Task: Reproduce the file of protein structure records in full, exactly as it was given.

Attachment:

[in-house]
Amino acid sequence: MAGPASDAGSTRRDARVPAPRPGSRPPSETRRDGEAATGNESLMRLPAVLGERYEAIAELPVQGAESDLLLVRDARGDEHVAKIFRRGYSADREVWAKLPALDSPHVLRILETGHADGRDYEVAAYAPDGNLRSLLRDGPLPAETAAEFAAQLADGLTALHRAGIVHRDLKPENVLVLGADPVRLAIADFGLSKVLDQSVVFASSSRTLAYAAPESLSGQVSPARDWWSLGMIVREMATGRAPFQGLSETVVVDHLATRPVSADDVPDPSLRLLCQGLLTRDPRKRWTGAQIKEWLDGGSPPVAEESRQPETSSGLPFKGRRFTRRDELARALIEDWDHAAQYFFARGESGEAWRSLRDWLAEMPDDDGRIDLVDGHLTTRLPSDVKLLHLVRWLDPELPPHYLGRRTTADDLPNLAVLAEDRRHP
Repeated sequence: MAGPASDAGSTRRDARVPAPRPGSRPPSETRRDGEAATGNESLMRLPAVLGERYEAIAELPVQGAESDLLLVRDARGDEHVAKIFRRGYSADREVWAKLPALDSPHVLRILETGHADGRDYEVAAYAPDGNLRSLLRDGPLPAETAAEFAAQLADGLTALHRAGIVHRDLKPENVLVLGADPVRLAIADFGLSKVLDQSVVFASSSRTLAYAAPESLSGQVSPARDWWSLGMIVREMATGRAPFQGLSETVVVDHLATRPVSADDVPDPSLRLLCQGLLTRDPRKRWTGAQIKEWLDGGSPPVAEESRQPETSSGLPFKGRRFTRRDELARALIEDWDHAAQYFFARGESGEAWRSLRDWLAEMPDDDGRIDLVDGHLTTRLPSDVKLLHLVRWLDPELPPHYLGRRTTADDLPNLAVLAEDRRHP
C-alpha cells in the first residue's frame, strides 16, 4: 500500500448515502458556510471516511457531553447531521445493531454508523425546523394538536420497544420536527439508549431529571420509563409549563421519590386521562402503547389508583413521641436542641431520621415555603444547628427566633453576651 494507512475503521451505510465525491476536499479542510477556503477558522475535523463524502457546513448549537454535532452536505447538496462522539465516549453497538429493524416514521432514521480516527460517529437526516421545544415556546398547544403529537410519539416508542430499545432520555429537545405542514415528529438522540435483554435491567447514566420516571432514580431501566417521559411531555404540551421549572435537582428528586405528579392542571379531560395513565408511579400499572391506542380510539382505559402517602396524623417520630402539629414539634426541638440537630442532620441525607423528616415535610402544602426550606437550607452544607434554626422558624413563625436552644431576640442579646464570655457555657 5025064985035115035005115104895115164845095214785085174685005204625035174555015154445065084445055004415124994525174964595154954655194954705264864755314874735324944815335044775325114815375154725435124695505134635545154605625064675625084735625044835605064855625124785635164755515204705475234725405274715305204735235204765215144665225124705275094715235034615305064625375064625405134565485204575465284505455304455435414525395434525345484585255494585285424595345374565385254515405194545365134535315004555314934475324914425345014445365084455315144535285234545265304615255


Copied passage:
[in-house]
Amino acid sequence: MAGPASDAGSTRRDARVPAPRPGSRPPSETRRDGEAATGNESLMRLPAVLGERYEAIAELPVQGAESDLLLVRDARGDEHVAKIFRRGYSADREVWAKLPALDSPHVLRILETGHADGRDYEVAAYAPDGNLRSLLRDGPLPAETAAEFAAQLADGLTALHRAGIVHRDLKPENVLVLGADPVRLAIADFGLSKVLDQSVVFASSSRTLAYAAPESLSGQVSPARDWWSLGMIVREMATGRAPFQGLSETVVVDHLATRPVSADDVPDPSLRLLCQGLLTRDPRKRWTGAQIKEWLDGGSPPVAEESRQPETSSGLPFKGRRFTRRDELARALIEDWDHAAQYFFARGESGEAWRSLRDWLAEMPDDDGRIDLVDGHLTTRLPSDVKLLHLVRWLDPELPPHYLGRRTTADDLPNLAVLAEDRRHP
Repeated sequence: MAGPASDAGSTRRDARVPAPRPGSRPPSETRRDGEAATGNESLMRLPAVLGERYEAIAELPVQGAESDLLLVRDARGDEHVAKIFRRGYSADREVWAKLPALDSPHVLRILETGHADGRDYEVAAYAPDGNLRSLLRDGPLPAETAAEFAAQLADGLTALHRAGIVHRDLKPENVLVLGADPVRLAIADFGLSKVLDQSVVFASSSRTLAYAAPESLSGQVSPARDWWSLGMIVREMATGRAPFQGLSETVVVDHLATRPVSADDVPDPSLRLLCQGLLTRDPRKRWTGAQIKEWLDGGSPPVAEESRQPETSSGLPFKGRRFTRRDELARALIEDWDHAAQYFFARGESGEAWRSLRDWLAEMPDDDGRIDLVDGHLTTRLPSDVKLLHLVRWLDPELPPHYLGRRTTADDLPNLAVLAEDRRHP
C-alpha cells in the first residue's frame, strides 16, 4: 500500500448515502458556510471516511457531553447531521445493531454508523425546523394538536420497544420536527439508549431529571420509563409549563421519590386521562402503547389508583413521641436542641431520621415555603444547628427566633453576651 494507512475503521451505510465525491476536499479542510477556503477558522475535523463524502457546513448549537454535532452536505447538496462522539465516549453497538429493524416514521432514521480516527460517529437526516421545544415556546398547544403529537410519539416508542430499545432520555429537545405542514415528529438522540435483554435491567447514566420516571432514580431501566417521559411531555404540551421549572435537582428528586405528579392542571379531560395513565408511579400499572391506542380510539382505559402517602396524623417520630402539629414539634426541638440537630442532620441525607423528616415535610402544602426550606437550607452544607434554626422558624413563625436552644431576640442579646464570655457555657 5025064985035115035005115104895115164845095214785085174685005204625035174555015154445065084445055004415124994525174964595154954655194954705264864755314874735324944815335044775325114815375154725435124695505134635545154605625064675625084735625044835605064855625124785635164755515204705475234725405274715305204735235204765215144665225124705275094715235034615305064625375064625405134565485204575465284505455304455435414525395434525345484585255494585285424595345374565385254515405194545365134535315004555314934475324914425345014445365084455315144535285234545265304615255